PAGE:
Live

Watch CBSN Live

Army to Block Media at Palin Book Signing

The U.S. Army plans to prevent media from covering Sarah Palin's appearance at Fort Bragg, fearing the event will turn into political grandstanding against President Barack Obama, officials said Thursday.

Fort Bragg spokesman Tom McCollum told The Associated Press that Bragg's garrison commander and other Army officials had decided to keep media away from Palin's book promotion. He said the Army did not want the Monday event to become a platform to express political opinions "directed against the commander in chief."

"The main reason is to stop this from turning into a political platform," he said. "There are Army regulations that basically prohibit military reservations from becoming political platforms by politicians."

He said only one politician can use that platform, "and that person does it as our commander in chief."

Palin, the former Alaska governor and 2008 Republican vice presidential nominee, has already agreed not to give a speech at Bragg, McCollum said. However, since other members of the public would be permitted to attend, the spokesman worried that Palin's supporters might make the event political and use the media to express opinions from the base.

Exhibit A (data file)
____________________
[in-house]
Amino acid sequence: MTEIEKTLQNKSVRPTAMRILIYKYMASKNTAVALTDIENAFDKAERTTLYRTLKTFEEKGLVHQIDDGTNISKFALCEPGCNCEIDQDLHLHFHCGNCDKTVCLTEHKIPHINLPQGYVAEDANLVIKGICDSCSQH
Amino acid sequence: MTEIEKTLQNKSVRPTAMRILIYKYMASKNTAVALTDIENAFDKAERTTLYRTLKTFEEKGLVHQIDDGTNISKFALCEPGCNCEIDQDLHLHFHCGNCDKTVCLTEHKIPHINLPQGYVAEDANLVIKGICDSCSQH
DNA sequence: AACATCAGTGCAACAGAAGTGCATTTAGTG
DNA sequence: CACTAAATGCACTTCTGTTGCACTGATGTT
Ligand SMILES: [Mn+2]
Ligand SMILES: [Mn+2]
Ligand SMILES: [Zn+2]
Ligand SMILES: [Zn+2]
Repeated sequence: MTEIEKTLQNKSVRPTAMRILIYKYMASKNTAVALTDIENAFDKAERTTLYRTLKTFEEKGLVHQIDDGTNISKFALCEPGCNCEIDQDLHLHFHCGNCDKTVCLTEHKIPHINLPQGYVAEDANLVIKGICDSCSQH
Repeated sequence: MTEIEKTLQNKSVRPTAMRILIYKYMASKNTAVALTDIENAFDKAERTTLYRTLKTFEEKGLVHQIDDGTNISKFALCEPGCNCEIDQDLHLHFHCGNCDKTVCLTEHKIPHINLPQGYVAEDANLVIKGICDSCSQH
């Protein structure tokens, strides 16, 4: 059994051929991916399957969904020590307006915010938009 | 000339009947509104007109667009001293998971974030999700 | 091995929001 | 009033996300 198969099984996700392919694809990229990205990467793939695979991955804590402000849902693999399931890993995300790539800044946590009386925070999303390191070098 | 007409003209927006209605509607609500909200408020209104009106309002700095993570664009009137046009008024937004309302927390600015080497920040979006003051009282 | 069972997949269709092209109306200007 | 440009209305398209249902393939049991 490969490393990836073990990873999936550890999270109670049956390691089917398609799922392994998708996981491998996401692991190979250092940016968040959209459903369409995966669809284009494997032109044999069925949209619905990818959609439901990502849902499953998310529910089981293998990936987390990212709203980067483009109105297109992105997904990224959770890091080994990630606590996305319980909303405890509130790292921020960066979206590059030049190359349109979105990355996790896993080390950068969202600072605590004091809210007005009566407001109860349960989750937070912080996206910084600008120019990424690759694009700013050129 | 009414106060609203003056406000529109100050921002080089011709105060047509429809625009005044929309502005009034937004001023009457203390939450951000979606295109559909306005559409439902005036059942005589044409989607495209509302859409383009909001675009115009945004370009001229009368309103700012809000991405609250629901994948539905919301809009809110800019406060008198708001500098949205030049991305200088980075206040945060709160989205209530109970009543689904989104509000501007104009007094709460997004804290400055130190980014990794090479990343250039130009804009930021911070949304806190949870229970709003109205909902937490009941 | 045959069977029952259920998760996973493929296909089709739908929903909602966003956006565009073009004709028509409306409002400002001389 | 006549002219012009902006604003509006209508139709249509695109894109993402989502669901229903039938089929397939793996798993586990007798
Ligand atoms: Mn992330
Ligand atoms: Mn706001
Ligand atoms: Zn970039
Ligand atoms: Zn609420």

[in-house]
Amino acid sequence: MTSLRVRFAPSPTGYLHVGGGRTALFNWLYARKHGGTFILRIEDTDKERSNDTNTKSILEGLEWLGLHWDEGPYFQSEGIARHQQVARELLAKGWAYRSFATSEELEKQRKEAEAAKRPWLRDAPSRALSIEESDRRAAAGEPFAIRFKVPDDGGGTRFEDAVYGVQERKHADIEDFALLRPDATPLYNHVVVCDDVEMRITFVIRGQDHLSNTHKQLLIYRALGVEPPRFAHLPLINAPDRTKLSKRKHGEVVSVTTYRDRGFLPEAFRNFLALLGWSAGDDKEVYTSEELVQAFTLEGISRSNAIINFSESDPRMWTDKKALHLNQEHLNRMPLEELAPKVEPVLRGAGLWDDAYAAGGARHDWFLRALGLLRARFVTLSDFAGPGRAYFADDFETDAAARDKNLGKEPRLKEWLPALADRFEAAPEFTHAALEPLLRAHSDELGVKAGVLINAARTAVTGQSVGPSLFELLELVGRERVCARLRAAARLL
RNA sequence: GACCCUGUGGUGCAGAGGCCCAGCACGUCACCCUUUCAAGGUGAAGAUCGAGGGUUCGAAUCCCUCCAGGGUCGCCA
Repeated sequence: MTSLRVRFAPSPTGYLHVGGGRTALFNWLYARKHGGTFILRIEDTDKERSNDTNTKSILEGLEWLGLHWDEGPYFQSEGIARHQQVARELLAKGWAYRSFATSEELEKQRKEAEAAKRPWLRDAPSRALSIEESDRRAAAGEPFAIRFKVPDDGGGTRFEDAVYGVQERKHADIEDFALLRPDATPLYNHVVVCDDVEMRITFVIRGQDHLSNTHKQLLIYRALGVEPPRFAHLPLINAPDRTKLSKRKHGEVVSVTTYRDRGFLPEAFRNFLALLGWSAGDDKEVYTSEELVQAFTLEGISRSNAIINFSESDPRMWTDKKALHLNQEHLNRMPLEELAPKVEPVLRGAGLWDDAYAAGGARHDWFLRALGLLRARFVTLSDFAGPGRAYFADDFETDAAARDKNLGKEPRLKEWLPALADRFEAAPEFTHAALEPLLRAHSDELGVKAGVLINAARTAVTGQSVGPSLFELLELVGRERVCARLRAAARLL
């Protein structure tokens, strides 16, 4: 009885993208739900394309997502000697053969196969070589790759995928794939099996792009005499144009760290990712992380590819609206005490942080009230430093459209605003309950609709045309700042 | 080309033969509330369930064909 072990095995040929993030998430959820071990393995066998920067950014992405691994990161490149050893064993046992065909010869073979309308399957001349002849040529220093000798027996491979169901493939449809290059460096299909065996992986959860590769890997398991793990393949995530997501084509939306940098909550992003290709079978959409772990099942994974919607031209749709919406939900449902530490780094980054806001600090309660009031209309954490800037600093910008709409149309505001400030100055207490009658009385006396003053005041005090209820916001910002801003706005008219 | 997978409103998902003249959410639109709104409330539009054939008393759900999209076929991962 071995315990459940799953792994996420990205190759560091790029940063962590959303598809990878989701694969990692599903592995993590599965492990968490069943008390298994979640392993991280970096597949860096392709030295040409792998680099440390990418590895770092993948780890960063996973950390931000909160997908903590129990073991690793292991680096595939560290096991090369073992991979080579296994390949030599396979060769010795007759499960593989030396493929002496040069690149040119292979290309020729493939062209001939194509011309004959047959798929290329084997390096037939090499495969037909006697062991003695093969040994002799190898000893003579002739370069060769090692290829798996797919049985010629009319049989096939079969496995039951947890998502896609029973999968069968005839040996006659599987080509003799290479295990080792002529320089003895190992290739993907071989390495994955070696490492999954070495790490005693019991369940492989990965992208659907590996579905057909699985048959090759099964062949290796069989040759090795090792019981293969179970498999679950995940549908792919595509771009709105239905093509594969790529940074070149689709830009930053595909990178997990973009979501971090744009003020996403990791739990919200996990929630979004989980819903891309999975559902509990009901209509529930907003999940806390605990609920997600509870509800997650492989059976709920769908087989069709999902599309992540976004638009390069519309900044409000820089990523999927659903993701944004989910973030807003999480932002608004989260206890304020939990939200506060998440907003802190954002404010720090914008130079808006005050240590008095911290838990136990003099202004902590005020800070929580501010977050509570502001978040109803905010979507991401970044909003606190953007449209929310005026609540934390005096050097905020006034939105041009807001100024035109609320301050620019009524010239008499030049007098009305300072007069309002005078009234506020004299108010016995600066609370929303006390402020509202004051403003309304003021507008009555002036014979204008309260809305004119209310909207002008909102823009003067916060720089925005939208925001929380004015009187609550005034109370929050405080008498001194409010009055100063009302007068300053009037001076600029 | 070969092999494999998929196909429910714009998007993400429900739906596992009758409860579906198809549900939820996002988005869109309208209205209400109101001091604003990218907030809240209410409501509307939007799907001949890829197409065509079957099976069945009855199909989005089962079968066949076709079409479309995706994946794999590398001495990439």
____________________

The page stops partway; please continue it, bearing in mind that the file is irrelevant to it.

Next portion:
"Criticism of our commander in chief could be expressed by anyone there," McCollum told CBS News producer Mary Walsh. He also said that reports of such statements taking place on the grounds of Fort Bragg would be counter to Department of Defense regulations.

A spokeswoman for Palin's publisher, HarperCollins, did not immediately return a call seeking comment.

Palin began her promotional tour this week for a new memoir, "Going Rogue," with plans to travel through several states that were key to the 2008 election, including North Carolina.

McCollum said it's not clear if Palin is considered a politician but noted that she has been critical of Obama while promoting the book. She said in an interview with ABC News that Obama should provide more troops to Afghanistan.

"It frustrates me and frightens me - and many Americans - that President Obama is dithering around with the decision in Afghanistan," she said.

Palin doesn't appear to be using her book-signing events to explicitly promote her politics, however. She spoke briefly to supporters outside an event in Michigan on Wednesday, saying it was great to be there and not mentioning Obama.

At least one person in the crowd yelled: "Palin power. 2012, yes."

More Coverage of Sarah Palin:
Hundreds Line Up for Palin Book Signing
McCain Aide Nicolle Wallace: Sarah Palin's Claims are "Fiction"
Fact Checking Sarah Palin's "Going Rogue"
Marc Ambinder: Palin Needs to Take Herself Seriously
CBS News Poll: Fewer Than 1 in 4 Have Favorable View of Palin
Is Palin Selling Books or Settling Scores?
Exclusive: Palin Accounts Disputed by McCain Aides
Fact Check: Palin Seems to Misrepresent Timeline on Daughter's Pregnancy
Fact Check: Palin Contradicts Her Own Version Of Events With Oprah
Sarah Palin Calls Newsweek Sexist